September 25, 2023 – McCormick Seasoning Heavy Metals Lawsuit Dismissed, Plaintiffs Given Second Chance
The proposed class action detailed on this page was dismissed by a federal judge on September 13, 2023.
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In a 28-page order, U.S. District Judge Edward J. Davila granted McCormick & Company’s move to toss the lawsuit, finding that the plaintiffs failed to state a claim upon which relief could be granted. In particular, the court agreed with McCormick’s assertion that the plaintiffs “failed to identify an actionable misrepresentation or omission” with regard to its herbs and spices that was “likely to mislead a reasonable consumer.”
Further, the court ruled that the plaintiffs did not plausibly allege that McCormick’s products contained levels of heavy metals that rendered them unfit for human consumption.
Per the order, Judge Davila ruled that McCormick’s “The Taste You Trust” statement on which the plaintiffs based their fraud claims is “non-actionable puffery,” essentially a generalized, vague assertion of a product’s superiority. The claim did not amount to a “misdescription” of a specific characteristic of McCormick’s products, the judge found.
More broadly, Judge Davila said that although the plaintiffs highlighted statements on McCormick’s website that potentially indicate the products’ health and safety, the consumers “did not allege that they saw or relied on” any of those statements prior to buying the herbs and spices.
“Plaintiffs’ theory that McCormick’s omissions would deceive a reasonable consumer given the misrepresentation ‘The Taste You Trust’ also fails at this stage because Plaintiffs did not present facts to support this theory in the Complaint,” the order reads.
Ultimately, Judge Davila found the plaintiff’s assertion that any product containing heavy metals is unfit for human consumption to be “a conclusory statement unsupported by facts alleged in the complaint.” The judge appended that this conclusion also doomed the plaintiffs’ other claims.
The judge gave the plaintiffs until October 5 to file an amended complaint in which to allege facts “with more specificity and cure the other deficiencies” in their initial suit.
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A number of McCormick herbs and spices contain heightened levels of toxic heavy metals, including lead, arsenic and cadmium, a proposed class action lawsuit alleges.
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Central to the 21-page suit against McCormick & Company, Inc. is a November 2021 Consumer Reports piece that found that a number of brands of herbs and spices were contaminated with toxic heavy metals linked to cancer and other serious health issues. The lawsuit, filed in California on January 18, contends that although other companies in the industry have adapted to limit the levels of heavy metals found in their herbs and spices, McCormick has “stood idly by with a reckless disregard for its consumers’ health and well-being.”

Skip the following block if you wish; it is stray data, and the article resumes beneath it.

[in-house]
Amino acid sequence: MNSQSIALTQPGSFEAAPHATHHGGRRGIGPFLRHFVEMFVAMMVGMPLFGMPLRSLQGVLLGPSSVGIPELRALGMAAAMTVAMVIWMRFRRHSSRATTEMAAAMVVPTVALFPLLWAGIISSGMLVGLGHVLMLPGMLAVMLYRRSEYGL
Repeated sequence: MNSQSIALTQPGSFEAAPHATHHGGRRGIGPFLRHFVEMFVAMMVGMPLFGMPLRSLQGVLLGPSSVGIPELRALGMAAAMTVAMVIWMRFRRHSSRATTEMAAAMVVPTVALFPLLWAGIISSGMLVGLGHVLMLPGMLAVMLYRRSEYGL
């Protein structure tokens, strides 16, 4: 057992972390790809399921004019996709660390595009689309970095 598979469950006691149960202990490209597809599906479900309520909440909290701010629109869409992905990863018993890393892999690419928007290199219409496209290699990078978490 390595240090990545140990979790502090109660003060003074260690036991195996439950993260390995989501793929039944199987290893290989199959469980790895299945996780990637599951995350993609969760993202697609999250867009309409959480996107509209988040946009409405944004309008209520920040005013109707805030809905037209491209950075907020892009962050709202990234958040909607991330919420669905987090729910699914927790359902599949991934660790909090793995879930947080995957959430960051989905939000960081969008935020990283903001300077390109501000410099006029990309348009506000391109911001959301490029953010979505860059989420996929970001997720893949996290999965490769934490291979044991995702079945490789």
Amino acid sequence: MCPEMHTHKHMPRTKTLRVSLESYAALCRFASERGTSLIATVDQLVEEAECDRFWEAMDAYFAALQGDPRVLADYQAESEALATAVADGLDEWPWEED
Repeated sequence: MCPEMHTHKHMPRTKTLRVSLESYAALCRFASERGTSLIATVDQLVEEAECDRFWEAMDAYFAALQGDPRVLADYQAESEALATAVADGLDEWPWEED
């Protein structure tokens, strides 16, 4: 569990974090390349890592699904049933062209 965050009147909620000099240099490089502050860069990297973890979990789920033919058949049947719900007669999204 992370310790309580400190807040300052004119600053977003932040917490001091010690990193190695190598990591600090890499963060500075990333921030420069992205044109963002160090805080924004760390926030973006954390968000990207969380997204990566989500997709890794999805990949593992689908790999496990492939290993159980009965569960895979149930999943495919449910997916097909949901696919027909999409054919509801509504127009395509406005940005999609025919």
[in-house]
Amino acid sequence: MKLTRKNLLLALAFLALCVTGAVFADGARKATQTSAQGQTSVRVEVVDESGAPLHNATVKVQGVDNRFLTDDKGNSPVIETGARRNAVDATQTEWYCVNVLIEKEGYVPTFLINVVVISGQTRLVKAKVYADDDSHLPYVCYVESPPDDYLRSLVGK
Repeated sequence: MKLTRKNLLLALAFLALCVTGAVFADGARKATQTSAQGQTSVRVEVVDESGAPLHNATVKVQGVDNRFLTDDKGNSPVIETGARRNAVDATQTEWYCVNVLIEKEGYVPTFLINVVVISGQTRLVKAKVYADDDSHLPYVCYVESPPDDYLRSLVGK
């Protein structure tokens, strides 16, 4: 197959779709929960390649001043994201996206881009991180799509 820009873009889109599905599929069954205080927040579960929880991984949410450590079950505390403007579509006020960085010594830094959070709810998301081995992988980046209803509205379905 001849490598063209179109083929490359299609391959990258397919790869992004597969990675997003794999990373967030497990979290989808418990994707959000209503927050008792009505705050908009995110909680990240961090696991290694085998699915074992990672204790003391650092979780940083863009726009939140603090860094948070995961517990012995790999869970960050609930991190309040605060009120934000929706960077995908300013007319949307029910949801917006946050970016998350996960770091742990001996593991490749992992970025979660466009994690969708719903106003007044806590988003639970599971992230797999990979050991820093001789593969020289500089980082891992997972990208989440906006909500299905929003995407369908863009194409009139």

The specific McCormick products alleged to contain heightened amounts of toxic heavy metals include the company’s ground basil, ground ginger, ground oregano, paprika, ground thyme and ground turmeric. As the case tells it, the levels of heavy metals in the foregoing McCormick herbs and spices “far exceed consumer expectations.”
According to the complaint, the harmful effects of heavy metals such as lead, arsenic and cadmium are well documented, and include the risk of children developing a lower IQ, behavioral problems and/or other adverse health conditions. For adults, heavy metals in even modest amounts can increase the risk of cancer, cognitive and reproductive issues and other conditions, the case says.
With regard to the November 2021 Consumer Reports article, the lawsuit states that 126 individual products from brands such as Great Value, La Flor, McCormick, Penzeys, Spice Islands and Trader Joe’s were comprehensively analyzed. Per the case, roughly one-third of the tested products, 40 in all, had high enough levels of heavy metals to “pose a health concern for children when regularly consumed in typical serving sizes,” as well as for adults.
“The authors cautioned that ‘just one serving—3/4 teaspoons or more—per day leaves little room for heavy metal exposure from other sources’ including ‘fruit juice, baby food, and rice[.]’ These latter food categories have also tested high for heavy metals and have been the subject of numerous lawsuits.”
The lawsuit says that although Consumer Reports determined that it is possible for companies to limit the heavy metals found in their products, McCormick nevertheless “fails to test for heavy metals,” even though competitors do so.
“Accordingly, provided this industry standard, Defendant would have had the knowledge that it could test for heavy metals, but it did not, and that it could safely remove these metals from its herbs and spice, but, again, did not,” the complaint charges. “Instead, Defendant chose to ignore the health of the consuming public in pursuit of profit.”
The suit alleges McCormick “intentionally and knowingly concealed” the fact that certain herbs and spices it makes contain toxic heavy metals, and knew that consumers would not buy the products had the presence of heavy metals been disclosed on their labels.
The lawsuit looks to cover all persons in the United States who have bought any of the McCormick herbs and spices listed on this page.
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